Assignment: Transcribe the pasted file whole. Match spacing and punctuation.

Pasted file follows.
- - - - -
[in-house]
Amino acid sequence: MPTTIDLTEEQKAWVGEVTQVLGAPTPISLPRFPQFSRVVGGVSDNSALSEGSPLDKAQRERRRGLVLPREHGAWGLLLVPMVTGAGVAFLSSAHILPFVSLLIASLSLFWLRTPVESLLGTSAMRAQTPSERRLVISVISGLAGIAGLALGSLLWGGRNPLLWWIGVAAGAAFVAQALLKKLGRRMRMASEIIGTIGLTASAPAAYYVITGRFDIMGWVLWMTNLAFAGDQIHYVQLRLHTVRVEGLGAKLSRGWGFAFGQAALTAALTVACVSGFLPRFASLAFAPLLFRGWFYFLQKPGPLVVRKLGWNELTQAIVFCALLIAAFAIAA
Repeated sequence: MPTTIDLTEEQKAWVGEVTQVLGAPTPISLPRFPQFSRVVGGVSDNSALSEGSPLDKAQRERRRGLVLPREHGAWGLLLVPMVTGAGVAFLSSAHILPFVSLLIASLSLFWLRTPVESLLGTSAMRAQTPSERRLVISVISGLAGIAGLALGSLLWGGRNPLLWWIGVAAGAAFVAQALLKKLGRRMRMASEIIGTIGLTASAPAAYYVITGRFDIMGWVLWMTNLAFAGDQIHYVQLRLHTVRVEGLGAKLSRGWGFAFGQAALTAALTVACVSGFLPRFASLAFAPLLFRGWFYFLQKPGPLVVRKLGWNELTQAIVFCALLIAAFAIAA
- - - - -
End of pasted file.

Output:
[in-house]
Amino acid sequence: MPTTIDLTEEQKAWVGEVTQVLGAPTPISLPRFPQFSRVVGGVSDNSALSEGSPLDKAQRERRRGLVLPREHGAWGLLLVPMVTGAGVAFLSSAHILPFVSLLIASLSLFWLRTPVESLLGTSAMRAQTPSERRLVISVISGLAGIAGLALGSLLWGGRNPLLWWIGVAAGAAFVAQALLKKLGRRMRMASEIIGTIGLTASAPAAYYVITGRFDIMGWVLWMTNLAFAGDQIHYVQLRLHTVRVEGLGAKLSRGWGFAFGQAALTAALTVACVSGFLPRFASLAFAPLLFRGWFYFLQKPGPLVVRKLGWNELTQAIVFCALLIAAFAIAA
Repeated sequence: MPTTIDLTEEQKAWVGEVTQVLGAPTPISLPRFPQFSRVVGGVSDNSALSEGSPLDKAQRERRRGLVLPREHGAWGLLLVPMVTGAGVAFLSSAHILPFVSLLIASLSLFWLRTPVESLLGTSAMRAQTPSERRLVISVISGLAGIAGLALGSLLWGGRNPLLWWIGVAAGAAFVAQALLKKLGRRMRMASEIIGTIGLTASAPAAYYVITGRFDIMGWVLWMTNLAFAGDQIHYVQLRLHTVRVEGLGAKLSRGWGFAFGQAALTAALTVACVSGFLPRFASLAFAPLLFRGWFYFLQKPGPLVVRKLGWNELTQAIVFCALLIAAFAIAA